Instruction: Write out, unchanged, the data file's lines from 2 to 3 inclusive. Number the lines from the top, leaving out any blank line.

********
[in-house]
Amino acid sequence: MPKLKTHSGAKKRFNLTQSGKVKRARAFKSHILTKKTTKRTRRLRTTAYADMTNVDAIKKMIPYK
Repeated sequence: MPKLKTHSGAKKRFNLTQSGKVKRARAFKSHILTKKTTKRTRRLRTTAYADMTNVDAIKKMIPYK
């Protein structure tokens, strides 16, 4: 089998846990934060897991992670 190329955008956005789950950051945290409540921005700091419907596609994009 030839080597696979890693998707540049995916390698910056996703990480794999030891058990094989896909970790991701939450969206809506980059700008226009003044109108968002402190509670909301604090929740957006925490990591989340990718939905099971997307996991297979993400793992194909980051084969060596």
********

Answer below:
Amino acid sequence: MPKLKTHSGAKKRFNLTQSGKVKRARAFKSHILTKKTTKRTRRLRTTAYADMTNVDAIKKMIPYK
Repeated sequence: MPKLKTHSGAKKRFNLTQSGKVKRARAFKSHILTKKTTKRTRRLRTTAYADMTNVDAIKKMIPYK